Not sure if they mean ballistic missiles as there is no mention of SM3 missiles.
https://www.minister.defence.gov.au/minister/marise-payne/media-releases/joint-media-release-new-approach-naval-combat-systems?linkId=100000001262822
"Under the plan, the combat management system for Australia’s fleet of nine Future Frigates will be provided by the Aegis Combat Management System, together with an Australian tactical interface, which will be developed by SAAB Australia.

This decision will maximize the Future Frigate’s air warfare capabilities, enabling these ships to engage threat missiles at long range, which is vital given rogue states are developing missiles with advanced range and speed."
 

TomS

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Since they refer only to air warfare and not missile defense, it sounds more like SM-6 than SM-3. And SM-6 is just now being offered for export, so having a version of AEGIS Baseline 9 that supports it would make sense. (It would likely also be needed to support Standard Active, which might be a more economical alternative when it becomes available.)

https://news.usni.org/2017/01/10/sm-6-cleared-international-sale-australia-japan-korea-early-customers
 

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Additional pitch to land Australian Future Frigate (SEA5000) Program.

http://www.janes.com/article/75901/bae-systems-proposes-unprecedented-technology-transfer-for-australia
 

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It would seem as though the Type-26 has been written out of the running for the USN FFG(X) program.

https://fas.org/sgp/crs/weapons/R44972.pdf

“Guided Missile Frigate (FFG(X)) Conceptual Design, Solicitation Number: N0002418R2300,” October 16, 2017, updated October 20, 2017, posted at https://www.fbo.gov, accessed October 26, 2017
Emphasis below mine.

"
The purpose of this update is to provide clarification with respect to the parent design definition and prime contractor requirements noted within the original synopsis posting as follows:

The parent design, from which an offeror's FFG(X) solution would be developed, must have been constructed and demonstrated at sea. A “clean sheet”, “paper”, or developmental parent design would not qualify under this definition and would not be accepted for consideration under the Conceptual Design solicitation.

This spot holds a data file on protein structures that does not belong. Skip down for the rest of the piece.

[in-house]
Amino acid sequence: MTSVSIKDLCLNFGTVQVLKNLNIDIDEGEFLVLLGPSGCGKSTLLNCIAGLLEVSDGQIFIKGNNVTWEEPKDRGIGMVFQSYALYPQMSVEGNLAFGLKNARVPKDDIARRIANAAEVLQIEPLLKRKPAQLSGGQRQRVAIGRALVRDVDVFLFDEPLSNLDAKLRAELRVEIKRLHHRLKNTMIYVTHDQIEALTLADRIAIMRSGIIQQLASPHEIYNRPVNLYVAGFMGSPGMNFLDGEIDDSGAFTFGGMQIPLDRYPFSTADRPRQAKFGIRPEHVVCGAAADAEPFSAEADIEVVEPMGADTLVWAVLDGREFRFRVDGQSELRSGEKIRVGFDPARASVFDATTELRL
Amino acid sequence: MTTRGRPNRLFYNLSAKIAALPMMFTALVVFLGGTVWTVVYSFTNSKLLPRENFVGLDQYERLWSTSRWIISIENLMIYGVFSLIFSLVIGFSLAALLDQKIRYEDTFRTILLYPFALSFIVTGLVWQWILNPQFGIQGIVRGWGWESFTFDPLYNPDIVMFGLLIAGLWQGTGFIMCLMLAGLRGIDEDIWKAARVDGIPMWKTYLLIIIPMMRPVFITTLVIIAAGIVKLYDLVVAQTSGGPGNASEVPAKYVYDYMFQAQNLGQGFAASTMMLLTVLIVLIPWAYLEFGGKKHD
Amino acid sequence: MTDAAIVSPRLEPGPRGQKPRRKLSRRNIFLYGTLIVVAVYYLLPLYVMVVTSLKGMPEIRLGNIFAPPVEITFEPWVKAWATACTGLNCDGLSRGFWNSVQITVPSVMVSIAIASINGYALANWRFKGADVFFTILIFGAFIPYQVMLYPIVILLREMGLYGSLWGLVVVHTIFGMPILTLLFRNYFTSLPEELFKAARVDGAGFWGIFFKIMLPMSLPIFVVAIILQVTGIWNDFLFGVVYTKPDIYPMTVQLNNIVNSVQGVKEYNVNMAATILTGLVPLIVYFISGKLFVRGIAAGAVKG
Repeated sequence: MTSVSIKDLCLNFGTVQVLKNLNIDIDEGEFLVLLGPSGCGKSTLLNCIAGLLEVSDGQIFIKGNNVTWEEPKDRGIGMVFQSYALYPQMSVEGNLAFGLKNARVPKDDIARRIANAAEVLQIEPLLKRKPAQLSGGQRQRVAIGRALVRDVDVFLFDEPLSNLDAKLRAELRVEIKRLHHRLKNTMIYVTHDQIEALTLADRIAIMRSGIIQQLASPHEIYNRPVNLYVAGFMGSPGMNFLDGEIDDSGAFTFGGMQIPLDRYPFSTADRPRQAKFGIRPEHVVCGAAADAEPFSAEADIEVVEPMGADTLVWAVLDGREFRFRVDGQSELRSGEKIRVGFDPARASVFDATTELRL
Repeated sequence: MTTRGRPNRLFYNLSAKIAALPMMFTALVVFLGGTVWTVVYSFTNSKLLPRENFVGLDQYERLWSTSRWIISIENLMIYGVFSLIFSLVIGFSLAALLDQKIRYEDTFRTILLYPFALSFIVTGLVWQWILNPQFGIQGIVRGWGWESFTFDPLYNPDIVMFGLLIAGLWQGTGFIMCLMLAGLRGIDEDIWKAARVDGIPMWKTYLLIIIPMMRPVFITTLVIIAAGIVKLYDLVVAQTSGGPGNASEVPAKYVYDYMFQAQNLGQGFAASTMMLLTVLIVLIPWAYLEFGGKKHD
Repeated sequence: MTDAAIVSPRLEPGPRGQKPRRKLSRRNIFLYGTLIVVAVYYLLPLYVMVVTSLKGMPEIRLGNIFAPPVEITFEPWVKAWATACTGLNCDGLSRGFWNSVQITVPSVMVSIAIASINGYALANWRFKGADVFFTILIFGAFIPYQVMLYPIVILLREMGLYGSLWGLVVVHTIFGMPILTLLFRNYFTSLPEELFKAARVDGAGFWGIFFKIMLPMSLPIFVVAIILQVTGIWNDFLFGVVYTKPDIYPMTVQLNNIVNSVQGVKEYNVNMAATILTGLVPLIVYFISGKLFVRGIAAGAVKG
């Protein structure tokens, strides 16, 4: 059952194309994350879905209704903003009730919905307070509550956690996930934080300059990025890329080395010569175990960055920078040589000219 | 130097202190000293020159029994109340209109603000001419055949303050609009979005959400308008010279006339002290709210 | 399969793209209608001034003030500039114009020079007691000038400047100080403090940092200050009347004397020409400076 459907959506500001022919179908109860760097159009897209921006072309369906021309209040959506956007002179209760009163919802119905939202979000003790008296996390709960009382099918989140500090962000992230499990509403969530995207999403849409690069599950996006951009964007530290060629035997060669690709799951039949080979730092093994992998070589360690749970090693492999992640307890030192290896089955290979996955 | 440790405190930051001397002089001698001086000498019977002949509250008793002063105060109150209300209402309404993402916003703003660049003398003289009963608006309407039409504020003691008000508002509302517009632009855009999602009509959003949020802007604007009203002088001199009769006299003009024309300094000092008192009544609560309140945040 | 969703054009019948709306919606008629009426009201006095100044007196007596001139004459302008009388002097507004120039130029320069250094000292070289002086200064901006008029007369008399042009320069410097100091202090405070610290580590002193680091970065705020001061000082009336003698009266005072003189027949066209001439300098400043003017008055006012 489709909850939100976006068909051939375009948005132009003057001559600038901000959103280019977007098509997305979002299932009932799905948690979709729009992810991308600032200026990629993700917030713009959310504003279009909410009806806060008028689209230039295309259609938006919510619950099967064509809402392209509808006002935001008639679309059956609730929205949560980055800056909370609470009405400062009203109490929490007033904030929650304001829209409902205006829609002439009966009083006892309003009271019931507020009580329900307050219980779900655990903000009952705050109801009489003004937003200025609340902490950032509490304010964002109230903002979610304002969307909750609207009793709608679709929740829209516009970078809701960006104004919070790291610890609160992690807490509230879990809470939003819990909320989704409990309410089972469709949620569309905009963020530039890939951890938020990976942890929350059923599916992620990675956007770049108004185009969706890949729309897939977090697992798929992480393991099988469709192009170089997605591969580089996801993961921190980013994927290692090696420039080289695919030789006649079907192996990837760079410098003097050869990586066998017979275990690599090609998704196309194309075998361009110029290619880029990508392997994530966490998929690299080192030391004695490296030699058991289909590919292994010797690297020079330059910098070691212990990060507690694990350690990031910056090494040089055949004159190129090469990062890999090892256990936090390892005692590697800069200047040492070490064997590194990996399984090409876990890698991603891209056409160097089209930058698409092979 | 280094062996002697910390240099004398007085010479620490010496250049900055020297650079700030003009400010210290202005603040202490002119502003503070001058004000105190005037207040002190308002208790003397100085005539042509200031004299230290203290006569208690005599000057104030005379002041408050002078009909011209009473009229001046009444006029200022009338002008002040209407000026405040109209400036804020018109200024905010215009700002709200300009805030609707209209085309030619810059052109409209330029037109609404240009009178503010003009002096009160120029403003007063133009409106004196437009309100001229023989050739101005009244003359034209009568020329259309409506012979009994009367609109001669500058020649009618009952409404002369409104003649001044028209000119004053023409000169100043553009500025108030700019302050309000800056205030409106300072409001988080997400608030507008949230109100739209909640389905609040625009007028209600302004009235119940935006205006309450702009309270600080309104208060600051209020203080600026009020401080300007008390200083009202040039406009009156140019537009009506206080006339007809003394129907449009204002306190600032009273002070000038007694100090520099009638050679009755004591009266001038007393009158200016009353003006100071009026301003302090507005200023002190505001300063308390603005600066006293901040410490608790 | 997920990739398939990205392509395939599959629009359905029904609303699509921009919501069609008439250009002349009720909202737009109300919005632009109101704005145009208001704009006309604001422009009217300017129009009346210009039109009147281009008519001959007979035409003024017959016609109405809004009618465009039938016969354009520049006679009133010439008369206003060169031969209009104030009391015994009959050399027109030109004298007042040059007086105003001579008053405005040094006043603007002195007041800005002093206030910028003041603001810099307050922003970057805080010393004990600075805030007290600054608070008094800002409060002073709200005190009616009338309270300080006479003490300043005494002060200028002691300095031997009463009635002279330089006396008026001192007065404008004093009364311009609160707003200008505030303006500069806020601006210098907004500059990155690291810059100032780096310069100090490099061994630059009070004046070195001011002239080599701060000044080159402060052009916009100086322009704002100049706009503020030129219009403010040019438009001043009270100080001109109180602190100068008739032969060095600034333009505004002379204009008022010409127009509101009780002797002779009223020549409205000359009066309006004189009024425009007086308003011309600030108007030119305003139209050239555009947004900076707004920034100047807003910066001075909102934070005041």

There is no requirement for the prime contractor to be a US shipyard for purposes of Conceptual Design. A US shipyard may participate as a part of multiple teams consistent with the prime and subcontractor restrictions outlined within the original synopsis.
"

That's a shame. It would be nice to see a push to have an exception made for the Type-26. There are only a few ships being built that are good candidates for the FFG(X) program.

It would have been good for the US to have a common platform w/the UK for myriad reasons.

1. Forward basing
2. Crewing/training flexibility
3. Worldwide logistical support
4. Design cost mitigation
5. ...

Imagine a common platform shared by UK, US, Australia, and potentially, several other countries. Costs would be shared over 75-100 ships rather than 10-20.
 

Foo Fighter

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That would be a sensible solution. Sadly.
 

TomS

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Moose said:

NFR highlights the massive problems with trying to standardize on ship design. Trying to come up with a common standard ship between the US and UK would run into all the same basic issues. The two navies use different anti-aircraft missiles, different launchers, different radars, different combat systems (and even combat system philosophies). Approaches to propulsion systems are different (the US does not like combined plants, for instance, especially after LCS). Standards for damage control are different. Even basic things like accommodation and habitability standards differ.
 

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TomS said:
Moose said:

NFR highlights the massive problems with trying to standardize on ship design. Trying to come up with a common standard ship between the US and UK would run into all the same basic issues. The two navies use different anti-aircraft missiles, different launchers, different radars, different combat systems (and even combat system philosophies). Approaches to propulsion systems are different (the US does not like combined plants, for instance, especially after LCS). Standards for damage control are different. Even basic things like accommodation and habitability standards differ.


And yet, we have the F-35. Evidently massive problems can be overcome when there is a common objective and the will to see it through. The US and UK work "very" closely on the submarine front as well.

There needs to be another push for commonality where it can be found. Lord knows the Americans don't know what's best. It's always messy. Look at the CF of the LCS program.

This needs to be tried again. Perhaps not via NATO but between countries such as the UK, Australia, Japan and the US. Or perhaps there can be work between Commonwealth countries.

As an aside, there's a chance that the T26 will be disqualified from the Canadian program as well since a ship has not yet been built.
 

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Aircraft are easier, honestly.

F-35 is a terrible example. It's a US design that everyone else is being allowed to buy and do some work on. But the other partners have nearly zero input on the core design, which was set before any of them joined in. What little non-US input there is is either weapon integration or swapping one electronic system for another.